How we respond to the miraculous is just as important as trusting that they can happen.
Often, what can happen when we actually DO trust Jesus and the power of miracles is that we sit back and say, “Alright Jesus! You’re up. Do your thing. I’m going to just sit here and wait.” If we get complacent and expect miracles to bail us out, then we get lazy. We stop planning and working.
The better response from the disciples would have been and indeed the way we ought to respond is by saying, “Jesus, I’m going to try to do this thing. Will you give me a hand? I know this is going to be so much better with you.”
In one sense, then, it was good that the disciples never stopped trying to figure things out. This bled over after Jesus was gone and they were sent out to make other disciples. Empowered by the Spirit, they still had the work ethic that said they needed to work with the Spirit and not in place of the Spirit. They knew that miracles could happen. They just didn’t wait for them to happen.
The other things we can do is that we can also overanalyze the meaning of the miracle and make it out to be a fulfilling of our wants and desires instead of letting the miracle point to the Miracle Worker. Jesus isn’t an ATM to supply your wants. He is the source of all life that overflows your needs. Miracles do not happen to fulfill wants. They fulfill needs.
But look what happens in this passage. The people get fed. Jesus does this amazing thing. Certainly, many of those people had seen or at least heard about the other miracles Jesus had done previously. They decide that he’s probably the eagerly waited for Messiah.
We don’t have time today to get deep into the assumptions that held for the crowd other than to say they way they thought the Messiah should behave was not the way Jesus knew it needed to happen.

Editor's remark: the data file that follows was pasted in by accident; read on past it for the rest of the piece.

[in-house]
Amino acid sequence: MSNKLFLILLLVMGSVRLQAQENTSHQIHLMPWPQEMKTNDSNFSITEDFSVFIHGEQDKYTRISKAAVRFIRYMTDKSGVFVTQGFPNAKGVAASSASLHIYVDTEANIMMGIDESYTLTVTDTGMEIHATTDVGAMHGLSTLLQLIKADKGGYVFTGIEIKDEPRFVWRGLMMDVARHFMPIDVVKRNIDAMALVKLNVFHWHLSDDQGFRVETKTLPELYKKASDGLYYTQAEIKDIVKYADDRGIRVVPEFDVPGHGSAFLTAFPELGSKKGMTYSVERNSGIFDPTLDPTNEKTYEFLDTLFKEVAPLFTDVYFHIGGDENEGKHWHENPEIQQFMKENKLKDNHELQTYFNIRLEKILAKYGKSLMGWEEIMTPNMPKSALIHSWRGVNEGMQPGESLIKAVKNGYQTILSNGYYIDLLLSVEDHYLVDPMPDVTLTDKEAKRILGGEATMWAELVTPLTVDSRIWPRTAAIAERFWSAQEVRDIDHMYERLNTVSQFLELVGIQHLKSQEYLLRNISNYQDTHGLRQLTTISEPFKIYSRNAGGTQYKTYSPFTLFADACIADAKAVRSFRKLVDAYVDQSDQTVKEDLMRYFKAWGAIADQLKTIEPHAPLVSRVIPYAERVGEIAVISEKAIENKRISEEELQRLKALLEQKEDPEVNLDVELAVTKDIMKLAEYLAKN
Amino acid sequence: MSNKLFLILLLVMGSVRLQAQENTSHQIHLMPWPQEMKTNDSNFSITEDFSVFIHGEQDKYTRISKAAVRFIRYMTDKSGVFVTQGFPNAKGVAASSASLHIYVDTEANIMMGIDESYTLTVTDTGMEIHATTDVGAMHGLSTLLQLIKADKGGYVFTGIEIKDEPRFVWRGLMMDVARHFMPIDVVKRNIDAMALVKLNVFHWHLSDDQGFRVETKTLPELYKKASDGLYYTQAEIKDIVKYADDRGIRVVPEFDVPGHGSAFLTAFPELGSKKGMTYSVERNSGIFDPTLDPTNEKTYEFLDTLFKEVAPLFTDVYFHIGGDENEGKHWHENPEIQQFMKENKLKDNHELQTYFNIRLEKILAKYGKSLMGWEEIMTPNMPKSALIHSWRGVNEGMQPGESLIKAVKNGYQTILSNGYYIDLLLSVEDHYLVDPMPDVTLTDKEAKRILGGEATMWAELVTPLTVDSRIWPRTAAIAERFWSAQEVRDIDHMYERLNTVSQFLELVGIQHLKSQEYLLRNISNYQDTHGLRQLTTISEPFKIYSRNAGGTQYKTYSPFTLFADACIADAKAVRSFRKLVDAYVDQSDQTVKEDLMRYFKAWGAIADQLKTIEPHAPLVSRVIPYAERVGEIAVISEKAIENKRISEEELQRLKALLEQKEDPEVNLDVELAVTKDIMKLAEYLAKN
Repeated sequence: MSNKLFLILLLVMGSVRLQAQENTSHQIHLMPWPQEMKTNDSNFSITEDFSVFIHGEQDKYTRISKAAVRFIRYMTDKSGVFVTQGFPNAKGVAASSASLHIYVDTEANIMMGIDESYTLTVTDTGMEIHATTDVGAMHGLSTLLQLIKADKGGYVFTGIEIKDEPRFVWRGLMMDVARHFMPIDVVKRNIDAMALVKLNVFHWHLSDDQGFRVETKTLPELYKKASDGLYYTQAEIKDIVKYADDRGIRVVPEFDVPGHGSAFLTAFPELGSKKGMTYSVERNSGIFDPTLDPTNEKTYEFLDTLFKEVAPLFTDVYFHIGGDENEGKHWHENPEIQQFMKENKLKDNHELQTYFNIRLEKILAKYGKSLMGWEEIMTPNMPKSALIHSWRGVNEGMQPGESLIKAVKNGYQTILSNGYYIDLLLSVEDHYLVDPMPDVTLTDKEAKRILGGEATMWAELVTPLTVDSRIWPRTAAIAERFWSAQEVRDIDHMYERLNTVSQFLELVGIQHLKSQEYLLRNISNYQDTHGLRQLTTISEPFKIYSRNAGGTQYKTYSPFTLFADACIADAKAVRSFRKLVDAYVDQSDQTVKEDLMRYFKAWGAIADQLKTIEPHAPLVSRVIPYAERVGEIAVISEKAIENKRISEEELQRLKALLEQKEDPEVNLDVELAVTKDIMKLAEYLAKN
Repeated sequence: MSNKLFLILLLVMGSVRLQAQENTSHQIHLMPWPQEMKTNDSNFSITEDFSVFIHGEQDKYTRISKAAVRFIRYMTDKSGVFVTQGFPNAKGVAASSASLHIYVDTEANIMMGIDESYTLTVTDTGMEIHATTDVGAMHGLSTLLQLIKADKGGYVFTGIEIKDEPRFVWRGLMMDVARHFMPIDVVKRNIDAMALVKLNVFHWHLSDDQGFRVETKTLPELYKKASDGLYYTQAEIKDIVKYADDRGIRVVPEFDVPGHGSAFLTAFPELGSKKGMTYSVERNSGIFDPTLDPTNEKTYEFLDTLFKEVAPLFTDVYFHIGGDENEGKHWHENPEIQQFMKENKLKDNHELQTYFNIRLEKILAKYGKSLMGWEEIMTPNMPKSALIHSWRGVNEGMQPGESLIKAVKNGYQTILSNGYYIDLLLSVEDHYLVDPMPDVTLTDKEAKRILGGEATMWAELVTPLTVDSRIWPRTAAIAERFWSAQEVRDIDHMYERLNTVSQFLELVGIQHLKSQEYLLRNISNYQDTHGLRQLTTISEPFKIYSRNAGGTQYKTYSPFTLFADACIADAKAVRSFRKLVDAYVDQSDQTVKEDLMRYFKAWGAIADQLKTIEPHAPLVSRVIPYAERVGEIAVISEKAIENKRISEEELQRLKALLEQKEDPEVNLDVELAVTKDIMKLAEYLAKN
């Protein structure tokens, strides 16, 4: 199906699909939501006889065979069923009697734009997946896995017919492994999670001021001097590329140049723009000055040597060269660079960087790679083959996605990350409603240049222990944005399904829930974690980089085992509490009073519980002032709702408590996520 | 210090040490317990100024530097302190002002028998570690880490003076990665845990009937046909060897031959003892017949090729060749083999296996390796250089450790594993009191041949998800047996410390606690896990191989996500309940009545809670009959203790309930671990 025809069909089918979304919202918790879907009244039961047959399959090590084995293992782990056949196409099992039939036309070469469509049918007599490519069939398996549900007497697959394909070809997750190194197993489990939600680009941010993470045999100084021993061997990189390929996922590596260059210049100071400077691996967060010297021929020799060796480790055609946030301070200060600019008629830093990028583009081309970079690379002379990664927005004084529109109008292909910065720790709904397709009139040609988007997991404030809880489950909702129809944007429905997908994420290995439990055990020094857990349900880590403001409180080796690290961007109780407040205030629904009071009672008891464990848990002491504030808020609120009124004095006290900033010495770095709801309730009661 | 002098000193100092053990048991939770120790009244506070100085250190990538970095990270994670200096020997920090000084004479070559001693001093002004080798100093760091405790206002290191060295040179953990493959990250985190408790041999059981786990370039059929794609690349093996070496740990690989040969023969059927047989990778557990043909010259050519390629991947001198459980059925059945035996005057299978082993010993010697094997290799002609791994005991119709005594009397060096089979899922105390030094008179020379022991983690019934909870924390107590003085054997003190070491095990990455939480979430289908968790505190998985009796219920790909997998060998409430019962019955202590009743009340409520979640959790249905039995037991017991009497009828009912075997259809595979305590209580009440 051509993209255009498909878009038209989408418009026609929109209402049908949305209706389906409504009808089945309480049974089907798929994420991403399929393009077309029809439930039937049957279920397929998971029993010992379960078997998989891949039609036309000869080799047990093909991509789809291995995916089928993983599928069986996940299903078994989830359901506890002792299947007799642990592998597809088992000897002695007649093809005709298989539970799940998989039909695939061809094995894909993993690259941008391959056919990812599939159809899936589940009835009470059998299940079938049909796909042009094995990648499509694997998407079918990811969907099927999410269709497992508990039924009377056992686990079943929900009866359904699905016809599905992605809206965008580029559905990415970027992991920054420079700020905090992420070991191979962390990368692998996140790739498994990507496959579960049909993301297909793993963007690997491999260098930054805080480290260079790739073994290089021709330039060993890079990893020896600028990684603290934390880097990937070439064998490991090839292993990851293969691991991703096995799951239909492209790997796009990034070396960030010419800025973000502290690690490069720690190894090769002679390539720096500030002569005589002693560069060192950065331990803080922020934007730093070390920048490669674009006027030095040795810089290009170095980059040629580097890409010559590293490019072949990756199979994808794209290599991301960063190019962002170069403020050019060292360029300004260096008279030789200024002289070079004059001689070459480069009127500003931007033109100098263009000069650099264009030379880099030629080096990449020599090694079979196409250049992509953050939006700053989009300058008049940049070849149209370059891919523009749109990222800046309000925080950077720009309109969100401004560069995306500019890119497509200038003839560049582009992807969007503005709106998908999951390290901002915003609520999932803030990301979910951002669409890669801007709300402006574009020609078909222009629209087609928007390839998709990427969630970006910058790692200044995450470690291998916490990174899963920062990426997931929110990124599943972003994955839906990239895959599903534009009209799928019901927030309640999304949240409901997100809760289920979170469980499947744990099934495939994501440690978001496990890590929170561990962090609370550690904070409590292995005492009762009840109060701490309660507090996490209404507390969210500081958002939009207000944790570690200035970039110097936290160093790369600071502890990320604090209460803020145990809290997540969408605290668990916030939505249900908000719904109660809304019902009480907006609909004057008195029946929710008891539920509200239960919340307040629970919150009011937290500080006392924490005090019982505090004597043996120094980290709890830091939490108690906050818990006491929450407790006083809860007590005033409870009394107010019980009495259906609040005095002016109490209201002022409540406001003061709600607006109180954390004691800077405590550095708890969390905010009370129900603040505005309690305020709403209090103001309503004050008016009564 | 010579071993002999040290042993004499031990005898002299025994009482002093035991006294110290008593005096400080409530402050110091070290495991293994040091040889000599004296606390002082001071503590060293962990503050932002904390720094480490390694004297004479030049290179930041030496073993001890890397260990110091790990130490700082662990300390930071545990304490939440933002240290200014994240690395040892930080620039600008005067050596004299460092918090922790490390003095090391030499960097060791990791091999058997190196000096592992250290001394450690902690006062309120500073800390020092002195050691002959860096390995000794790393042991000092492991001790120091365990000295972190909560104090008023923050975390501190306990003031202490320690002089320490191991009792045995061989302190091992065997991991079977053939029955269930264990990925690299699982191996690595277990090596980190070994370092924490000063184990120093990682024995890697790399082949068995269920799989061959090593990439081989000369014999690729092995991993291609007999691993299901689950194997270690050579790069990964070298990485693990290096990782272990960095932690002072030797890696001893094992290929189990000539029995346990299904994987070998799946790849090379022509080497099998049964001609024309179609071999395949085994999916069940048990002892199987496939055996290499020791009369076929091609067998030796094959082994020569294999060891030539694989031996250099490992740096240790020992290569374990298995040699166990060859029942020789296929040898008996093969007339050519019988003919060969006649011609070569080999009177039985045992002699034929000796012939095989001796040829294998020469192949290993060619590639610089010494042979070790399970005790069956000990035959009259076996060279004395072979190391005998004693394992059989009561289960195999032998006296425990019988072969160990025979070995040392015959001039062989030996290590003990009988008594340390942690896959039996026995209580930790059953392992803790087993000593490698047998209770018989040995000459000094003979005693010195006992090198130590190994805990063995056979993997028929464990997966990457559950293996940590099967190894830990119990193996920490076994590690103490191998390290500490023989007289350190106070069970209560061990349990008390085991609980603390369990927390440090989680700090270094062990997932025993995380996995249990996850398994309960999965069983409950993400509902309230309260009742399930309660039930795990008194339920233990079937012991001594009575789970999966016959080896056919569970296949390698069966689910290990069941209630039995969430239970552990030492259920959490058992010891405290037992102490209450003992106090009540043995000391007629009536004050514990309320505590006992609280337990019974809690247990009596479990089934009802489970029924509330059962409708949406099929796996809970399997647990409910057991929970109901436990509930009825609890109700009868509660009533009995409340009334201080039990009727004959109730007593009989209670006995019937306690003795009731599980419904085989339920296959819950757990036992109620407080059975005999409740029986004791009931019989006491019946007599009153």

But they see this miracle and respond by launchingout into thinking about how they could take this amazing miracle worker and usehim to fulfill a deeply held desire. It wasn’t a need, though they might have arguedotherwise. The conquering Messiah that would come and physically overthrow theRoman occupation was something wanted but not ultimately something needed atthat time. And Jesus knew it.
In the book Anatomy of a Miracle, there is a story of a woman who sees a paralyzed veteran get up out of his wheelchair and walk. She believes he has God’s favor and Jesus’ ear. She tells the young man, “I need Jesus to hear you say my name tonight.” She responded to witnessing a miracle to try to get something out of Jesus. She responded to the miracle by expecting more right then. Instead of thinking that she should pray more earnestly and trust in Jesus to work through her prayers, she saw the miracle and placed her trust in something other than Jesus himself.
How do WE respond to the miraculous? Do we rely onmiracles to pick up our slack? Do we hope and pray for miracles to give us whatwe want…or what we need? Do we even know the difference? Do we trust in Jesusto journey along with us as we do work in his name or do we expect him to doall of the heavy lifting?
Trust that miracles can happen and that more oftenthan not they will happen through our actions and resources…but they will bedriven by God’s power.
Pray for our needs and not for our wants.
Realize that miracles always point to the glory andgoodness of Jesus and not us.
Ifyou remember nothing else, remember this: We don’t havethe power to fix the world. We have the power to trust Jesus (and respond appropriatelyto his miracles).